Spain is turning hotels into sickbays to battle the outbreak of Covid-19, while the country’s government has called for an EU “Marshall Plan” to beat the disease.
As the government in Madrid ordered all hotels to close in a bid to contain the coronavirus pandemic, it announced special measures to turn some of them into hospitals.
One such place is the 359-room Gran Hotel Colon. The four-star property is about a 10-minute walk from Gregorio Maranon hospital, one of the largest in the Spanish capital.
The region that includes Madrid has become one of those hit hardest by the novel coronavirus.
With 1,772 deaths as a result of the pandemic and 28,768 recorded cases, Spain is the second-worst hit country in Europe after Italy.
Authorities fear it may be on a similar trajectory to Italy, which has overtaken China as the nation with the most Covid-19 deaths.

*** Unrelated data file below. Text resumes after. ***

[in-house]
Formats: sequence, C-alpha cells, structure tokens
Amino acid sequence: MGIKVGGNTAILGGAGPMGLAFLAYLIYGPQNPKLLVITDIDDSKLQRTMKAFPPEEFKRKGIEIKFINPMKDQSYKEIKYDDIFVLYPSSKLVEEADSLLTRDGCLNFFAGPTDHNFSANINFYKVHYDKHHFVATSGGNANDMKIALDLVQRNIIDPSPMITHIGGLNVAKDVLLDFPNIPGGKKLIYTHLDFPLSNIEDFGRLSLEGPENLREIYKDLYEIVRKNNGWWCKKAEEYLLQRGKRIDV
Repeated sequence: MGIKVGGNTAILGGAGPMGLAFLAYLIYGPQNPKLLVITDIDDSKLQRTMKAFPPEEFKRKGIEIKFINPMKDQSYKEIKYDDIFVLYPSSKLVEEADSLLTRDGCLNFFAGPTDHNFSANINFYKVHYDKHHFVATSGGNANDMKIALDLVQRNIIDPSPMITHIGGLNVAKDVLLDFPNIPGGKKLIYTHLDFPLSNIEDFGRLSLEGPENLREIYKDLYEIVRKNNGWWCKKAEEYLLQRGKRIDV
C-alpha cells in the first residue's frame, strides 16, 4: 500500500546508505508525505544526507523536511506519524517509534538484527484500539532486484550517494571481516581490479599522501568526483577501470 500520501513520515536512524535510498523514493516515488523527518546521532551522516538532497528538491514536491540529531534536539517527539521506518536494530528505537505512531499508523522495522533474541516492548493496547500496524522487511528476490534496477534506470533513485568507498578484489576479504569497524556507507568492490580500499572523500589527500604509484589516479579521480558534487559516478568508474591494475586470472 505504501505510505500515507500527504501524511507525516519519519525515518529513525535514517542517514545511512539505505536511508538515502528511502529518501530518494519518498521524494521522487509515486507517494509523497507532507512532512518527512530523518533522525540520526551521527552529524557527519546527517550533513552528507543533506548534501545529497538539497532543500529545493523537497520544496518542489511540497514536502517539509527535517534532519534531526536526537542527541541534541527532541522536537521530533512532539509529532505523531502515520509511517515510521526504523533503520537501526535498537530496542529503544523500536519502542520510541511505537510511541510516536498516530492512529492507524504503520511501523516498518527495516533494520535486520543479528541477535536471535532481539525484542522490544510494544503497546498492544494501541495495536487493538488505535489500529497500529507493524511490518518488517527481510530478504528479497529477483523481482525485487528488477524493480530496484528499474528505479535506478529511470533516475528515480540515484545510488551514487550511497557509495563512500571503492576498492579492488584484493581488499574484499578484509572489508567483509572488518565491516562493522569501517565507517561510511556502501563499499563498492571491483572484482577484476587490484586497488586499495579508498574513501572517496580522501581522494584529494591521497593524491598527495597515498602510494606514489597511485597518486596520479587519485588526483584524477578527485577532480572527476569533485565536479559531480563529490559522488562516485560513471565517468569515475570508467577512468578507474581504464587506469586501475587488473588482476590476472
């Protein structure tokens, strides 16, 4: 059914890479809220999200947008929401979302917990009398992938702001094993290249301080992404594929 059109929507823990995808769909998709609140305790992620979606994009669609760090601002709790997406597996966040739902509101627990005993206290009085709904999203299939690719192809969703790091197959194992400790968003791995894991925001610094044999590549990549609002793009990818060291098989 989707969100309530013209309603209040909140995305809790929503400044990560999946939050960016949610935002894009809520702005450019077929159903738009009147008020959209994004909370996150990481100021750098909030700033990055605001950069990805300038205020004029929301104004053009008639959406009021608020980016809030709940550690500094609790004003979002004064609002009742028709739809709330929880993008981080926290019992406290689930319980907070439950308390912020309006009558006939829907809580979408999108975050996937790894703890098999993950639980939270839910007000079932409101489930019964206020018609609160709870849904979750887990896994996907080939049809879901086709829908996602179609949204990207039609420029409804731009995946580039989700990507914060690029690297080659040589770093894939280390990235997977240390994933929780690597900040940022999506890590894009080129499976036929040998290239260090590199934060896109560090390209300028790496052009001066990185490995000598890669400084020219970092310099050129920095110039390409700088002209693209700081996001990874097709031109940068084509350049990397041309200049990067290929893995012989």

In response to the growing threat posed by the virus, the Spanish Prime Minister Pedro Sanchez called for an EU “Marshall Plan”, referring to the US strategy to revive European economies after the Second World War.
“This is a crisis that is affecting all of the EU. We need to articulate a grand Marshall Plan of reconstruction,” Mr Sanchez said at a press conference.
“We are making an extraordinary fiscal effort, but it is important that it is not only at the national level.”
Spain’s interior ministry has restricted travel for most foreigners travelling into the country by air and by sea for 30 days.
The ban came days after Spain imposed restrictions on its land borders with France, Portugal and Gibraltar. European Union leaders have agreed to close the bloc’s external borders for a month.
Spanish nationals, foreigners living in Spain, diplomats, cabin crew, and cargo and health care workers will be allowed to travel as normal, the ministry said in its statement.
Spain’s nursing homes in particular have become overwhelmed by the coronavirus, to which elderly people are the most susceptible.
Struggling hospitals have asked care homes to take in seriously ill residents, but they lack ventilators and must compete with hospitals for scarce medical equipment and virus testing kits, industry representatives said.
Many face dwindling supplies of masks, gloves and gowns, said staff, union leaders, care home operators and industry groups.